12 Jul 2006, Comments Off on Guess who’s coming to Dinner Plain

Guess who’s coming to Dinner Plain

Author: Helen

So, we drove up and up the Hume Highway, no longer deadly,now just broad and bland as Eddie McGuire’s smile, bypassing all the towns which used to give it character, until we reached Wangaratta and turned east along the Ovens Highway.

It was going to be the twelve-hour round trip from hell, but our brother-in-law’s mum’s boyfriend kindly lent us his farm hut near Kancoona. To get there, you drive through an impossibly beautiful and picture-perfect mountain valley, called, naturally, Happy Valley. The occasional hay shed or silo sitting on a roadside hilltop only makes the perfection bearable, like those tiny flaws intentionally sewn into Amish quilts.

On the way to the farm we stopped on the road for a herd of cattle (black Angus) which were energetically rounded up and herded onto the road by a cattleman on a chestnut horse, flying back and forth, assisted by a long-haired red kelpie and a cattle dog. You might think this is inconsistent of me if you’ve seen some of last years posts, but I like to see them doing their thing… just not on the high plains. The grazier whose hut we stayed in doesn’t need to graze his cattle there, either.

The cattle had to go back the opposite way to where we were going, so they had to pass the car. As the mob started to move, I was reminded that GirlChild hadn’t had much cow exposure in her life. She thought we were in mortal danger. “It’s like Hitchcock’s The Birds. Only with cows!”

The farm hut is weatherboard, blue, listing to one side, with interior walls of grey ironbark and corrugated iron. Surrounded by ancient pines, the view from the verandah is sweeping pasture greener than most of us are used to, with blue mountains obligingly providing a stunning backdrop. It’s furnished completely with 1960s stuff, from op shops, or rescued from other family houses. Stockwhips and branding irons hang on the walls. There is is a pile of catalogues from bull sales and Angus cattle shows in the 60s cocktail cabinet . There’s an assortment of odds and ends, an ancient and twisted tennis racket (no tennis court for miles around), family photos from the early 1900s, a print- again 60s, that Readers Digest style, of an impossibly glamorous woman weaving baskets. A tin of rubber bands for castrating calves. A lovingly rendered child’s drawing of her horse, framed- the kind where the kid is getting some idea of perspective, shading, volume. The ears in particular lovingly rendered.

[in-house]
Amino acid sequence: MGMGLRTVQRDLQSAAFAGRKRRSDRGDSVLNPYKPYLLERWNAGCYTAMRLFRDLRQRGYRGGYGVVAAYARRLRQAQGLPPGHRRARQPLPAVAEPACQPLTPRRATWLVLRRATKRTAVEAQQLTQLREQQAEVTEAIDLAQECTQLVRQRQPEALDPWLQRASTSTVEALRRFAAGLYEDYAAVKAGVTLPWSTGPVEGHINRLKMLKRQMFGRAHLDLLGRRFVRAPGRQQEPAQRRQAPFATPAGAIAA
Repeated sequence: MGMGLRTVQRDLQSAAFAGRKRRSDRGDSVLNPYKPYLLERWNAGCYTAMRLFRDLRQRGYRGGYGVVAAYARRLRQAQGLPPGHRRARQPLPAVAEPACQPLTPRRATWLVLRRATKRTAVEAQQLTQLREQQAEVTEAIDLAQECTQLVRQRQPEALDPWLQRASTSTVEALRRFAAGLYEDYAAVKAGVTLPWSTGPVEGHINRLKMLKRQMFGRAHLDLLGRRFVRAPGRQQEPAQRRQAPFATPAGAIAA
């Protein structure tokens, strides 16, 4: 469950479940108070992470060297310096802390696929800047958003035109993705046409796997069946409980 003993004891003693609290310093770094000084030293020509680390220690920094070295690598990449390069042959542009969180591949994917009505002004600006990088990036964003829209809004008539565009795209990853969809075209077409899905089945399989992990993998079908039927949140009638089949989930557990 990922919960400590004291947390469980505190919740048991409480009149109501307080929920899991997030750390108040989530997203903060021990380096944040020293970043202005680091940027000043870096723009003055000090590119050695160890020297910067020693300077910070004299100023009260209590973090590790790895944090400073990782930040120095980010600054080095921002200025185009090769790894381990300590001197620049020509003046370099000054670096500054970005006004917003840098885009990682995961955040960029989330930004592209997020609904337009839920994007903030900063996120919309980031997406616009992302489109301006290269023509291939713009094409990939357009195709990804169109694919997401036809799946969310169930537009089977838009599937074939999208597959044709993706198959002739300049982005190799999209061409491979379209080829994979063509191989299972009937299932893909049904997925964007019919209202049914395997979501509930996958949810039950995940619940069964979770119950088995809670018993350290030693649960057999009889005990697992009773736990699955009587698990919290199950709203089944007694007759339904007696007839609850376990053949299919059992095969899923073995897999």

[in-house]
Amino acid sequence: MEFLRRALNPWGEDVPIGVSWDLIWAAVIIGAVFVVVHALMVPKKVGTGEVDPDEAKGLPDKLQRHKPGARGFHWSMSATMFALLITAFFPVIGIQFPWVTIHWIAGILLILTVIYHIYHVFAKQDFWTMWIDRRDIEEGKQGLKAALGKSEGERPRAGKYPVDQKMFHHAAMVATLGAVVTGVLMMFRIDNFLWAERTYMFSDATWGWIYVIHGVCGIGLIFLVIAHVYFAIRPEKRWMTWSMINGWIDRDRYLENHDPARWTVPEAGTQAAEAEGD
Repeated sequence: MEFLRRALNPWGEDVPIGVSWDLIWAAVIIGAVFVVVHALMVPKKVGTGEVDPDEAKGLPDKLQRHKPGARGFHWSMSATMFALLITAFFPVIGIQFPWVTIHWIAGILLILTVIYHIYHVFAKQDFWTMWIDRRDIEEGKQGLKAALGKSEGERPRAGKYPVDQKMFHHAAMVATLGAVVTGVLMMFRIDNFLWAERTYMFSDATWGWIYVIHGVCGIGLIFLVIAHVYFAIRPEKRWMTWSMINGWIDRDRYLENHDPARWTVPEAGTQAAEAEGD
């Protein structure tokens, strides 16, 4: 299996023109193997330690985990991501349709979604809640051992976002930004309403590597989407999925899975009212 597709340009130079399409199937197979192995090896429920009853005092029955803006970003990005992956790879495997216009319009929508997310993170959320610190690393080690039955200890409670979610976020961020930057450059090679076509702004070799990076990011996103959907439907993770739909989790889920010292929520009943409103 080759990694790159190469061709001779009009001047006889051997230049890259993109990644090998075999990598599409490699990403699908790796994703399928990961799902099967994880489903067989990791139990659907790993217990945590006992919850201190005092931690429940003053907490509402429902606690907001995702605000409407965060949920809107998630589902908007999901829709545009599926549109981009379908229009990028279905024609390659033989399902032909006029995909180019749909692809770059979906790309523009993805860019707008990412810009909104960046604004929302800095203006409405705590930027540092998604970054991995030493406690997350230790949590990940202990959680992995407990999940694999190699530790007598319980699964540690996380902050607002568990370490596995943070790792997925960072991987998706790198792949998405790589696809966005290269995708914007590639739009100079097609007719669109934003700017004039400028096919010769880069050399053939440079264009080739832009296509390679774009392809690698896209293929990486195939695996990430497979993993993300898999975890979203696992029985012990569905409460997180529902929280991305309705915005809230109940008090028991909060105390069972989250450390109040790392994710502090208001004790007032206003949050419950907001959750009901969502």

There was a conventional bathroom with a toilet, not your outdoor thunderbox, to girlchild’s great joy. Also a 60s time capsule.

We sat around the iron wood-burning heater in the light of one globe, burned some redgum and had some local wine and cheeses and smoked trout. Oh, we were so roughing it.

Next day, we started climbing towards Dinner Plain. It was a while before we saw any snow, but then we were in a blizzard. A whiteout. I alternated between “It’s so beautiful!” and “We’re all going to die!” The former when looking out of the side window at roadside vegetation filigreed in icing-sugar perfection. The latter when taking the outside bends with a sheer drop into the void and a road full of slush. Past Hotham… Brrr! People pay to hang out in this weather?!…and chains– they’re freaky. I should have expected them to go CHUNKA-CHUNKA-CHUNKA so that you fear your car will fall apart. Finally, Dinner Plain.

A big common/dining room with seventy fourteen year olds, plus parents, teachers and administrators. Milling. Hugs, kisses, no one cries – it’s only nine weeks after all. A quick look round. There’s a beginner ski slope out the back, lots of gum trees, pure air. Kisses, hugs, that’s enough Mum the other mums didn’t kiss that much. Seeya!!

Then back down the mountain. She’s been gone three days; the house is weirdly quiet. I miss her already.

Here’s a snow cam.

Comments (0)

  • Zoe says:

    That was lovely, Helen. You enjoy the quiet while it’s there.

  • david tiley says:

    Awww.. that’s really sweet.

  • ThirdCat says:

    How is it going?

  • Helen says:

    She’s busy and happy, but wants more snow. Snow dances everyone. The skiing is not happening, and I fear what would happen with so many 14 year olds all getting cabin fever at once. (Her worst nightmare will probably come true: they will get them to BUSHWALK instead. Her definition of a naff oldies’ pastime.) But her emails home are chirpy.

    They have all done CPR certificates and (for some reason) food handling certificates, and an exercise where they all had to go out somewhere and build a bridge with very limited materials and teamwork. A bit like those corporate exercises you are forced to do at work these days, but they enjoyed it. They do the ordinary schoolwork too.

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